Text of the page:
The gypsy taxi driver, who had spent his last three weekends roaming the blue and yellow corridors of the Swedish store with the two aforementioned ladies in order to furnish the new family caravan, knew perfectly well that the closest Ikea was the one in Roissy Paris Nord, a mere €8.25 ride away. So he set his sights on the one in Paris Sud Thiais, located on the other side of the city, three-quarters of an hour from their current location. After all, the tourist wanted an Ikea. He had not specified which Ikea. And anyway, with his posh silk suit and his tie, he must be a wealthy Indian industrialist. Not likely to be short of a few bob, was he?

Pleased with himself, Gustave quickly calculated how much money the journey would make him, and rubbed his hands. Then he started the meter and set off.

What an excellent way to begin the day!




A fakir by trade, Ajatashatru Oghash (pronounced A-jar-of-rat-stew-oh-gosh!) had decided to travel incognito for his first trip to Europe. For this occasion, he had swapped his ‘uniform’, which consisted of a loincloth shaped like an enormous nappy, for a shiny grey suit and a tie rented for peanuts from Dilawar (pronounced Die, lawyer!), an old man from the village who had, during his youth, been a representative for a famous brand of shampoo, and who still had an impressive head of (greying) hair.

In choosing this disguise, which he was to wear for both days of his trip, the fakir had secretly wished to be taken for a wealthy Indian industrialist – so much so that he had forsaken wearing comfortable clothes (i.e. a tracksuit and sandals) for the three-hour bus journey and a flight lasting eight hours and fifteen minutes. After all, pretending to be something he was not was his job: he was a fakir. He had kept only his turban, for religious reasons. Beneath it, his hair kept growing and growing. It was now, he estimated, about sixteen inches long, with a total population of thirty thousand (mostly germs and fleas).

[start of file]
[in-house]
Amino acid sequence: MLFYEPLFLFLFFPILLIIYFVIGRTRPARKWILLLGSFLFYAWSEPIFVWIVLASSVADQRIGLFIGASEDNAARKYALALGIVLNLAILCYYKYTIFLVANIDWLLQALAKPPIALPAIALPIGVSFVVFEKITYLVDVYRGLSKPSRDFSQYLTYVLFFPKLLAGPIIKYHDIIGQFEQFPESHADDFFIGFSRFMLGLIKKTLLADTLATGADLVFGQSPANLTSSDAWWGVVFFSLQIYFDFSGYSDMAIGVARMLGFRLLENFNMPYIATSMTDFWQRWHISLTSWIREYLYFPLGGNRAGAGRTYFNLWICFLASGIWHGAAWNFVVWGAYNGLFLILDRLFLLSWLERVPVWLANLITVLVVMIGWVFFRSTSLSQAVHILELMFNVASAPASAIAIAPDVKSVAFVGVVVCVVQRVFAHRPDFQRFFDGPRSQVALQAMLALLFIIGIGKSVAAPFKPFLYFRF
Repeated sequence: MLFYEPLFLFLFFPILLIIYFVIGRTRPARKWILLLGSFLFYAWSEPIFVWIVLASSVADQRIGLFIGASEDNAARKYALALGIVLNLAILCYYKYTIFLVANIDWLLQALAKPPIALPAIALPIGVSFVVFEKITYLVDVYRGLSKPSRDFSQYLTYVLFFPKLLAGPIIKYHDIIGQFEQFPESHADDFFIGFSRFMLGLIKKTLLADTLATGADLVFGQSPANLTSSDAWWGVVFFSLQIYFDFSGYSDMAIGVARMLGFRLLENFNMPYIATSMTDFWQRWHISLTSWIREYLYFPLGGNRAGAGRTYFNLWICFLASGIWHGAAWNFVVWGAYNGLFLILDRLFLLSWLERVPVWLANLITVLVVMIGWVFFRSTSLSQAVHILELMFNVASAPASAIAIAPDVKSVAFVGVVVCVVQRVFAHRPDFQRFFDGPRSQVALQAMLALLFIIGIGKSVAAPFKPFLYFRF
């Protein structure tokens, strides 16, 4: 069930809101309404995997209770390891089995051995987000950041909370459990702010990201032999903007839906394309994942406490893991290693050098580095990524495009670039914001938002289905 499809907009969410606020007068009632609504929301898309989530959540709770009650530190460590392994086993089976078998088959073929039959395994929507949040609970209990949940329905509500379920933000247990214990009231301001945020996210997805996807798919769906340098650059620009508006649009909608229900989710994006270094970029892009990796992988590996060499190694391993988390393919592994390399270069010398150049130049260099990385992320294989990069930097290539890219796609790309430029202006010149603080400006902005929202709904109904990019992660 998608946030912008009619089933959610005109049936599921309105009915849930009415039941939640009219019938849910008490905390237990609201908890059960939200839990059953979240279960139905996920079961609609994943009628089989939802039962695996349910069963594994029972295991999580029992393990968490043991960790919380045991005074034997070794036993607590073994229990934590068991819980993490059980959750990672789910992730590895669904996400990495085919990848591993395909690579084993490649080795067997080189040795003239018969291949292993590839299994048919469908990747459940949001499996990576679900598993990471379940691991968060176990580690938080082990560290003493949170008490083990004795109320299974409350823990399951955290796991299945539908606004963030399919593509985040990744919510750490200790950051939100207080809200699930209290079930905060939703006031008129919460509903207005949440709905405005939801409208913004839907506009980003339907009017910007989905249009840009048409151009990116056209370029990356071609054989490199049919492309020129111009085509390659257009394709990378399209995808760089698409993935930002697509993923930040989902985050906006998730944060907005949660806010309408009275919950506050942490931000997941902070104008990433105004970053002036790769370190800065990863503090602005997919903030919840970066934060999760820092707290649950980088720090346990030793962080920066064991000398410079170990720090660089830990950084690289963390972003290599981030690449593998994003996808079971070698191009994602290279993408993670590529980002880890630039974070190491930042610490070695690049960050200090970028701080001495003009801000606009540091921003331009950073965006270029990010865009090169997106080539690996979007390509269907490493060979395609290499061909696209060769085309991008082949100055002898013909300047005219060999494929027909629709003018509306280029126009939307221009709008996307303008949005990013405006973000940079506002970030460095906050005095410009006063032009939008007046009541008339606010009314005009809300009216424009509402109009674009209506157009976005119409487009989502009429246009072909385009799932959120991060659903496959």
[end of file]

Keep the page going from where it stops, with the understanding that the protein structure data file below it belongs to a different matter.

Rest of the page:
Getting into the taxi that day, Ajatashatru (pronounced A-cat-in-a-bat-suit) had immediately noticed that his peculiar get-up had produced the desired effect on the European, in spite of the tie, which neither he nor his cousin knew how to knot correctly, even after the perfectly clear but somewhat shaky explanations of Dilawar, who had Parkinson’s. But clearly this was a minor detail, which must have gone unnoticed amid the overwhelming elegance of his attire.

A glance in the rear-view mirror not being enough to contemplate such handsomeness, the Frenchman had actually turned around in his seat in order to better admire Ajatashatru, making the bones in his neck crack as he did so, as if he were preparing for an act of contortionism.



Lequel? Er… what Ikea?’ the driver had stammered, apparently as comfortable speaking English as a (holy) cow on ice skates.

‘Just Ikea. Doesn’t matter. The one that best suits you. You’re the Parisian.’

Smiling, the driver had rubbed his hands before starting the engine.

The Frenchman has taken the bait, thought Ajatashatru (pronounced A-jackal-that-ate-you) with satisfaction. This new look was proving ideal for his mission. With a little luck, and if he didn’t have to open his mouth too much, he might even pass for a native.

Taken from The Extraordinary Journey of the Fakir who got Trapped in an Ikea Wardrobe by Romain Puertolas